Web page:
The marijuana reform movement started simply enough some 30 years ago. People who wanted to eventually see marijuana legalized across the country began with an incremental approach that focused on medical consumption. It was a strategy that proved invaluable in one state after another. But now, decades later, the movement has become a spider web that has pulled in other issues that should have nothing to do with it.
One can hardly turn on the news these days and not hear a story that somehow manages to be tied in with legal marijuana. If it is not gun rights for medical cannabis users or social justice warriors seeking ‘cannabis justice’ (whatever the heck that means), it’s something else. Marijuana reform has become a far-reaching topic that appears to know very few limits.
The Second Amendment Issue
On its own, the marijuana reform movement is about decriminalizing marijuana at the federal level. Decriminalization would legalize marijuana across the country and hand both federal and state regulators some measure of control. It would also have huge impacts on federal and state taxation. But beyond that, there are other issues. One of them is the second amendment.
Federal law prohibits cannabis users from owning or possessing firearms. There are no exceptions. Even police officers are disqualified from gun ownership and possession if found using cannabis. This creates an interesting conundrum. It is a conundrum that pits cannabis rights against gun rights. And strangely enough, it brings together people who are normally on opposite sides of the political spectrum.
Marijuana legalization, as a political movement, is normally associated with the left. Gun rights are pursued mainly by the right. But under the current climate, both groups want the same thing as far as the second amendment: they want cannabis users to have the legal right to own and possess firearms. It would almost be comical if one didn’t understand the old adage that says, ‘politics makes strange bedfellows’.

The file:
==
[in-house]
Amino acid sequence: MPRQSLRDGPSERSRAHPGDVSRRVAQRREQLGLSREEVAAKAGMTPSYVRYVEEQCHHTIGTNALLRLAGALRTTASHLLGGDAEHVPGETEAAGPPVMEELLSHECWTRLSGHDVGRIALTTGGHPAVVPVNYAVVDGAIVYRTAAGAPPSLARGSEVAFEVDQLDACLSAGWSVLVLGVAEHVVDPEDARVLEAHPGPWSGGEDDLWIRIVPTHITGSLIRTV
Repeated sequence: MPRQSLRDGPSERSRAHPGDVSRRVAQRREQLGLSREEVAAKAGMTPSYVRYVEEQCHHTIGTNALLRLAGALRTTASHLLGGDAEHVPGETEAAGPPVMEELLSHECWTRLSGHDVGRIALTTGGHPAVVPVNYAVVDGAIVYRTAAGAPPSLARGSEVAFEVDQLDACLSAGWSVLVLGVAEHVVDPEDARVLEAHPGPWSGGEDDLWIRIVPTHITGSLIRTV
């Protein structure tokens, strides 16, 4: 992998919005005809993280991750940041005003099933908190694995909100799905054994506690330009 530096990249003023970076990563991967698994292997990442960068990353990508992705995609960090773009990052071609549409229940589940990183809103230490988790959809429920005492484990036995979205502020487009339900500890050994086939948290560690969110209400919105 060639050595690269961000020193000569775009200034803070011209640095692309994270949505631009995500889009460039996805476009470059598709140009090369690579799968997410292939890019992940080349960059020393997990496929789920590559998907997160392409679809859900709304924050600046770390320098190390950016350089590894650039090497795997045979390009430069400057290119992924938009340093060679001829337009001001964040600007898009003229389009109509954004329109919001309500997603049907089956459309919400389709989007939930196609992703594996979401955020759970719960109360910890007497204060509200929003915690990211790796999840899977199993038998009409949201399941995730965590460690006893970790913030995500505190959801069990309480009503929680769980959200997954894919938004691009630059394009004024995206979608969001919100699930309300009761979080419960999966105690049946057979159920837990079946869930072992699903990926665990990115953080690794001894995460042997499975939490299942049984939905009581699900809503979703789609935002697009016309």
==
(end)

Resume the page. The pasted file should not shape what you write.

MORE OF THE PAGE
It All Began With Medical Cannabis
An alien visiting our planet for the first time might wonder how we ever got to where we are now. It all began with medical cannabis. With the ulterior motive of eventually getting to complete decriminalization, marijuana advocates pleaded with lawmakers to give people with legitimate medical needs access to cannabis as a medicine. That strategy still plays well today.
For example, Utah is one of the states that currently allows medical cannabis. Any state resident with a medical cannabis card can walk into Park City’s Deseret Wellness pharmacy and purchase a variety of cannabis products. It is a safe bet that the average Deseret customer just wants to feel better. They just want relief from whatever symptoms is causing the problem.
Yet behind the scenes, there are pro-marijuana advocates in Utah who are not content with medical cannabis alone. They have never been content with it. The goal is, and always was, complete decriminalization. Even now they are lobbying lawmakers to give recreational marijuana the green light. That is how we got from where we were to where we are.
The modern marijuana reform movement still relies on medical cannabis to gain a foothold. But it has also turned its attentions to second amendment rights, social justice, states right, and a whole host of additional issues. It has become a political spider web capable of entangling politicians and bureaucrats. Who could have foreseen this 30 years ago?
Come to think of it, none of us has escaped the web. It has entangled us all to one degree or another.